A sports centre will be taken over by Haringey Council in a move designed to boost people’s health and fitness while cutting costs.
New River Sport and Fitness Centre, in White Hart Lane, Wood Green, will be moved in-house from leisure provider Fusion in August after senior councillors gave the go-ahead at a cabinet meeting on Tuesday.
Although the council had to subsidise the sports centre before it was transferred to Fusion in 2014, officials believe it will now generate a surplus income that can be reinvested in the facilities.
The council would have to pay a subsidy of £133,000 per year over the next eleven years if Fusion continued to run the centre, according to a report.
Speaking during the meeting, cabinet member for climate change, equalities and leisure Cllr Kirsten Hearn (Labour, Stroud Green) said: “Our proposal to bring in New River sports centre services will cost less than leaving it where it is.
“Running New River in-house, we can develop social value programming to reach all sections of the community.
“We want Haringey to become one of the most physically active, healthy London boroughs.
“The New River centre would welcome people who have never engaged in physical activity, regular participants and current and future elite sportspeople. The users will come from all Haringey’s communities.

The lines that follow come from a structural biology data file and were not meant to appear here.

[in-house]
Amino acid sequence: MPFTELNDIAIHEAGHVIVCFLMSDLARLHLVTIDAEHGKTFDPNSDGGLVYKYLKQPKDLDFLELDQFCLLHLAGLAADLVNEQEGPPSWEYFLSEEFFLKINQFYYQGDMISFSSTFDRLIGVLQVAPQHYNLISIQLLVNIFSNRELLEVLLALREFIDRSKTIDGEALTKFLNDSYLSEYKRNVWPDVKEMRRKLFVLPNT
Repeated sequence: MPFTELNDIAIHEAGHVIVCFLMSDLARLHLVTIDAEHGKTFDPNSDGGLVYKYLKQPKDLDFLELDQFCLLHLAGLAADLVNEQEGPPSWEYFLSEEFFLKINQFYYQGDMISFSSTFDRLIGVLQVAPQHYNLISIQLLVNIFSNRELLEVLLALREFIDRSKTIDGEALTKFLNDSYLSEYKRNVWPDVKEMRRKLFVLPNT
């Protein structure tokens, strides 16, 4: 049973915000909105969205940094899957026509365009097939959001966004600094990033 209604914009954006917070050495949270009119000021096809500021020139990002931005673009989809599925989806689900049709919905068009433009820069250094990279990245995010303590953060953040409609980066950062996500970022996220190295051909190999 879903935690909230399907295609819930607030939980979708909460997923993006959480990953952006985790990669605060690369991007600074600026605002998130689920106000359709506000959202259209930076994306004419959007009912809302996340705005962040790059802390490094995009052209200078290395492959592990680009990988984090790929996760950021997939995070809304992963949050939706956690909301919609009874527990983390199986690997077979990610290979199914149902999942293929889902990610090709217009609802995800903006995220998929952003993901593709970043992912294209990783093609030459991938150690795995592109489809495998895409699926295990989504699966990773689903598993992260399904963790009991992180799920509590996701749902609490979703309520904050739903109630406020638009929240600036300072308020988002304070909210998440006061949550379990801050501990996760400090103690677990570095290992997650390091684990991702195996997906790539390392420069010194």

“We will explore partnerships promoting diversity, such as women’s football. Insourcing this service is an opportunity to offer sports and leisure services that promote the values of this council.”
New River Sport and Fitness Centre features an athletics track, gym, studios, tennis courts and football pitches.
Before the coronavirus pandemic, it was running at an average surplus of £245,000 during the last three years following investments in the facilities by Fusion.
Cllr Scott Emery (Liberal Democrat, Muswell Hill) asked what experience the council had in running sports centres and whether now was the right time to make the move.
Simon Farrow, the council’s interim head of parks and leisure, said he had previously been part of the team that ran New River and understood the centre “very well”.
He added: “It’s not the best time to be moving into the leisure industry, but we’ve assessed the risks and believe there is a good business case for the council to do it.
“We believe we can deliver the things Cllr Hearn talked about – not just the commercial bookings, but also a much-extended social value offer for the council and across wider council services.”
The decision to insource the running of the sports centre was agreed unanimously by cabinet members.